CompSust09 Impressions, Part I
I just attended Computational Sustainability 2009. It was an interesting conference about directing computational methods towards the pursuit of sustainability. Presentations covered a number of different computational approaches (such as machine learning and simulation) and a range of sustainability issues (such as energy and atmospheric modeling). But the most dominant issue was species modeling; considerably more talks and panels covered this than any other topic. And among several of these, big buzzwords were “POMDP”, or partially observable Markov decision processes, and the “curse of dimensionality”. Ecologists face a large degree of uncertainty in both observations and model structure. The large numbers of states in their systems combined with the uncertainty make it difficult for them to get very far with their models played out over time. So as I understood it, these ecologists were looking for help from their computer scientist colleagues in making the model-solving more tractable. It could be a good opportunity for operations researchers to help. I think OR can help not in finding solution methods for these huge models, which may not make all that much sense to do, but in focusing on what variables/states/uncertainties matter most, simplifying the models, and developing heuristics to come up with good solutions quickly that can dynamically adapt to new data. Stay tuned for a possible guest post with more on this soon.
OR came up in talks a number of times. Warren Powell of Princeton’s OR & Financial Engineering group spoke about adaptive dynamic programming (ADP) applied to modeling of energy (including renewables) under uncertainty. He discussed how ADP avoids the so-called “curse of dimensionality” associated with dynamic programming. So it seems like this might be of use to some of the species modelers mentioned above. Go to the CASTLE Laboratory site and scroll down to energy for more info.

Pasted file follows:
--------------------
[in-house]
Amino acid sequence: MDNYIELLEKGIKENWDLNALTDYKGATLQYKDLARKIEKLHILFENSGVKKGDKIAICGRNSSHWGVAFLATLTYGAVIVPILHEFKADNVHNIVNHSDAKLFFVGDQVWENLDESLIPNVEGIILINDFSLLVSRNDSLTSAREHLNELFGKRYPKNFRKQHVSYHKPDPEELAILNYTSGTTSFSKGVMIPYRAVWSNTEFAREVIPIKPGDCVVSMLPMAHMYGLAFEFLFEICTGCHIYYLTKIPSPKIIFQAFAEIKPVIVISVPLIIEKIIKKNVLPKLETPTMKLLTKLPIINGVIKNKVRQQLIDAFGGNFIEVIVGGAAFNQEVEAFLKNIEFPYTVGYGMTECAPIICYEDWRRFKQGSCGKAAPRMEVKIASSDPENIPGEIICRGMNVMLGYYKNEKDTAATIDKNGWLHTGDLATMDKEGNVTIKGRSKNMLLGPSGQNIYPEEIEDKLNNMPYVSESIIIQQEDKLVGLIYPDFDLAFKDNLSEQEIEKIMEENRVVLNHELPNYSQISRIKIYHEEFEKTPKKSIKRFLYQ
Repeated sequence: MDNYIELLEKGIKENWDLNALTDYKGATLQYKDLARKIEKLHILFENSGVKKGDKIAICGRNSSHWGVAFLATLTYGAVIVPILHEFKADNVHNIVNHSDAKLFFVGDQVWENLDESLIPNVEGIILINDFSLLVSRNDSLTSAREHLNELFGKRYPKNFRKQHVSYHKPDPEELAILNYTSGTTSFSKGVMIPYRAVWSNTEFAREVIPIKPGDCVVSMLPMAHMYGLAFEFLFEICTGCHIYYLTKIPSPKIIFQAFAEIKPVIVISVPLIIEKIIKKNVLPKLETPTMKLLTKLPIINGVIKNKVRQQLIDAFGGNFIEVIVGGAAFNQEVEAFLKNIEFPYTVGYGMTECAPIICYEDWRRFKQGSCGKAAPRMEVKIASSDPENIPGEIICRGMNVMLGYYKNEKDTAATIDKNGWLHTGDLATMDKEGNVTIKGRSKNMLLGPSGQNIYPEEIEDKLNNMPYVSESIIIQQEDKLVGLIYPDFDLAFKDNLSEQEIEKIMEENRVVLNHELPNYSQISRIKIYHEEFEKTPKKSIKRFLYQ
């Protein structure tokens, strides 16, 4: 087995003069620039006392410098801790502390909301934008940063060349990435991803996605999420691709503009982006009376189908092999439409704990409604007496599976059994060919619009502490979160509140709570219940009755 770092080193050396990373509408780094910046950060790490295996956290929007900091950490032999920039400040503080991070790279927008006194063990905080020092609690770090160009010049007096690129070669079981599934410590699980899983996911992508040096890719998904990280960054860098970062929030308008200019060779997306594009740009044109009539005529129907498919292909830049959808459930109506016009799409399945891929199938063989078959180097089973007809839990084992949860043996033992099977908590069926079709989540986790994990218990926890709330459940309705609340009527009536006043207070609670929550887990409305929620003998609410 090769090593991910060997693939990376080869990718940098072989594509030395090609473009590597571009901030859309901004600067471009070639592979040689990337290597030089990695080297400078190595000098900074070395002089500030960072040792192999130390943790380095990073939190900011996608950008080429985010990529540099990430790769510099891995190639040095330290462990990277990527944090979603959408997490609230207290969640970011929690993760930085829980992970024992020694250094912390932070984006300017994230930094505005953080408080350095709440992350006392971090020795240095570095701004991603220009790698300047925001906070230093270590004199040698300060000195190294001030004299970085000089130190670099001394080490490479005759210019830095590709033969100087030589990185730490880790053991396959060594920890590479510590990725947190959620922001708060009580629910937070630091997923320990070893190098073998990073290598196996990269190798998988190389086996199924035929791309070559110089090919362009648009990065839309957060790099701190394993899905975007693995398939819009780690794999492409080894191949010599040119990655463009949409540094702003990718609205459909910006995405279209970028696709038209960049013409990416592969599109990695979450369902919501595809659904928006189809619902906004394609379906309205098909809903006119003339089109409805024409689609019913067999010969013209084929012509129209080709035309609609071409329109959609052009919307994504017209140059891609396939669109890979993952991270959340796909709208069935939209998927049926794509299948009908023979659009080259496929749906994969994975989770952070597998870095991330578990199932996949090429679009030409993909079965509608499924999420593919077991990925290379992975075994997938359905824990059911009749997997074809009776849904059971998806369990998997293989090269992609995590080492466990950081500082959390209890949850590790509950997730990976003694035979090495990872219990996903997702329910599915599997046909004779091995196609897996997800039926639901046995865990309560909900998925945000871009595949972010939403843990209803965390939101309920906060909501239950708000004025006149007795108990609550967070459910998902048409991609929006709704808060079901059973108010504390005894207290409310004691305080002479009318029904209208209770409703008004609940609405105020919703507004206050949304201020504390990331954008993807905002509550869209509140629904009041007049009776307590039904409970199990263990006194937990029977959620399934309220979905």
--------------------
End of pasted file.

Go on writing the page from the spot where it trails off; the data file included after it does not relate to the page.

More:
David Shmoys of Cornell’s OR group linked a telecom network design problem to habitat protection. In the survivable network design problem, each pair of nodes must have a set number (rij) of edge-disjoint paths between them. (If rij = 1 for all pairs of nodes, we have the minimal spanning tree problem.) It turns out that this can be formulated as a max flow problem. In the habitat protection problem, the goal is to acquire regions over time for the protection of a species. He used the example of a woodpecker. Nodes represent the set of regions over a sequence of time steps (e.g. 3 regions over 4 time steps would require 12 nodes). Edges represent woodpeckers persisting in a region or diffusing to another region, and are directed forward in time. Like the telecom problem, the goal here can be viewed as maximizing flow across the network. The model turns out to be stochastic, because,
if I recall correctly, there is uncertainty in the numbers of woodpeckers in each region it involves probabilities of woodpeckers from a region occupying the other regions in consecutive time steps (thanks Adam E for the clarification below). Shmoys coupled simulation with an LP-based heuristic to find quality solutions in a reasonable amount of time for the problems being considered.
There was more going on at the conference worth mentioning (maximum entropy modeling, species reserve knapsack problem) that I will try to get to next time…